In late July, the United States designated former Honduran President Porfirio Lobo Sosa for significant corruption. At the same time, his wife, former First Lady Rosa Elena Bonilla Avila was also designated.
The designation for corruption means that Porfirio Lobo, Rosa Lobo, and their immediate family members are ineligible for entry into the United States.
Porfirio Lobo Sosa, known as Pepe Lobo, served as President of Honduras from 2010 to 2014. A member of the right-wing National Party, he first entered national politics in 1990 as a deputy in the National Congress of Honduras.
“While in office, President Lobo accepted bribes from the narco-trafficking organization Los Cachiros in exchange for political favors,” said Secretary of State Antony Blinken in a written statement.
Rosa Lobo has been accused of misusing hundreds of thousands of U.S. dollars from international donations, as well as from the public treasury-- money meant for social programs -- during Lobo’s Presidency. She had been found guilty in a Tegucigalpa court, and was sentenced to 58 years in prison. However, in 2020, a judge ordered a new trial.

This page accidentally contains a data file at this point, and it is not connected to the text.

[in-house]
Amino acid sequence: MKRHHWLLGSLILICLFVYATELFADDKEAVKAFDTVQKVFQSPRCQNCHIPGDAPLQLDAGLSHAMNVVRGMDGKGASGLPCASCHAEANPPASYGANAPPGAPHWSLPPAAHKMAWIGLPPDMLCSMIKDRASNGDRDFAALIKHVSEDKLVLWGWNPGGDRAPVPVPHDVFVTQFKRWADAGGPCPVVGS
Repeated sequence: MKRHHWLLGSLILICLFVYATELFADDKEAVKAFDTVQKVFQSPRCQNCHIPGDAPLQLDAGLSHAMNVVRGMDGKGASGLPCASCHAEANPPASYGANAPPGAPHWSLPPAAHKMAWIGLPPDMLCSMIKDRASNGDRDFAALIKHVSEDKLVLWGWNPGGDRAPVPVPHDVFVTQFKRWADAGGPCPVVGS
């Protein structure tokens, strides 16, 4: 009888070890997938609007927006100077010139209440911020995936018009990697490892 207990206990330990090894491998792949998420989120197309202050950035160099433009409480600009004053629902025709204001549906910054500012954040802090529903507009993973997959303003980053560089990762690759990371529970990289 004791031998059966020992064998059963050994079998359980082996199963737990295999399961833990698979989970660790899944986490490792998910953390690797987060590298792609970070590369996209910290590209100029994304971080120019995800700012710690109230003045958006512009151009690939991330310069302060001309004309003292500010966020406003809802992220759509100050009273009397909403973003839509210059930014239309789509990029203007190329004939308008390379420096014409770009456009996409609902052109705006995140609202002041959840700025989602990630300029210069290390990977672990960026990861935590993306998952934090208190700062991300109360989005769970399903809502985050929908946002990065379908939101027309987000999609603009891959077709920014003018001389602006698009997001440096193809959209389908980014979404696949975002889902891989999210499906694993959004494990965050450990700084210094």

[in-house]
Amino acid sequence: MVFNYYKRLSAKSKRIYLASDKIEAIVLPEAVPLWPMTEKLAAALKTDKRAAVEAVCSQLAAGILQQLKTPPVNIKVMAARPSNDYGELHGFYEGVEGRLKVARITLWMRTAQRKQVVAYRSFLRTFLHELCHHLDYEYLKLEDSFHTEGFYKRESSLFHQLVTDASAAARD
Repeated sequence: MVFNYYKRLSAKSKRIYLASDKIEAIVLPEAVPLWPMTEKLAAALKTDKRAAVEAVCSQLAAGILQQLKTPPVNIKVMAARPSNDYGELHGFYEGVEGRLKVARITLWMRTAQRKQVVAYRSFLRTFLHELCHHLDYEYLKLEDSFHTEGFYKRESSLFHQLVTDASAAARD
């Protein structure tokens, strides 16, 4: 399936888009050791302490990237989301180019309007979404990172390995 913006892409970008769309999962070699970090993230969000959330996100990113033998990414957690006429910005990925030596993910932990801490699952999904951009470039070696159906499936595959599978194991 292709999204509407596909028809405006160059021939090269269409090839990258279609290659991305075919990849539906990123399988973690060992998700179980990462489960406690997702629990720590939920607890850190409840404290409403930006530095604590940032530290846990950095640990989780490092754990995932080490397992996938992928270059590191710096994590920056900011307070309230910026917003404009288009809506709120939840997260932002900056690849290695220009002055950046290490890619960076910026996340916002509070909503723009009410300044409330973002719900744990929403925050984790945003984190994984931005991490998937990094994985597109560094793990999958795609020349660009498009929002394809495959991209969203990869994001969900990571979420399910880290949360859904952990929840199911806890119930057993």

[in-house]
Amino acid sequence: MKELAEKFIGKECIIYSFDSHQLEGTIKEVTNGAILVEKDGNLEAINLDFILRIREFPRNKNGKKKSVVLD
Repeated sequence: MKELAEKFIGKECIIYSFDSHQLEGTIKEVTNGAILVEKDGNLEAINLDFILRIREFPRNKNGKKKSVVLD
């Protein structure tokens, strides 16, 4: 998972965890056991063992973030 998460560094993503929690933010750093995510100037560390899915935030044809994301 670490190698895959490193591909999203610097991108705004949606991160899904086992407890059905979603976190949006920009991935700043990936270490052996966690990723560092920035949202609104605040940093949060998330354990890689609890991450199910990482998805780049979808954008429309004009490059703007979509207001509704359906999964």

“As First Lady, Rosa Lobo engaged in significant corruption through fraud and misappropriation of public funds for her personal benefit,” said Secretary Blinken. “While their corrupt acts undermined the stability of Honduras’ democratic institutions, former President Lobo has not yet been convicted and Rosa Lobo has been released from prison awaiting a retrial.”
Transparency International, a nonprofit, non-governmental organization that works to expose corruption and to prevent criminal activities arising from it, said “corruption is likely to adversely affect long-term economic growth through its impact on investment, taxation, public expenditures and human development.” Corruption negatively “affects equitable distribution of resources across the population, increasing income inequalities, undermining the effectiveness of social welfare programs, and ultimately resulting in lower levels of human development. This, in turn, may undermine long-term sustainable development, economic growth and equality.”
In other words, corruption is a significant obstacle to improving the lives of Hondurans.
“These designations reaffirm U.S. commitment to combating the corruption and disregard for the rule of law that hinders progress in Honduras,” said Secretary Blinken. “The [United States] will continue to use all available tools to promote accountability for corrupt actors and combat impunity in the region and globally.”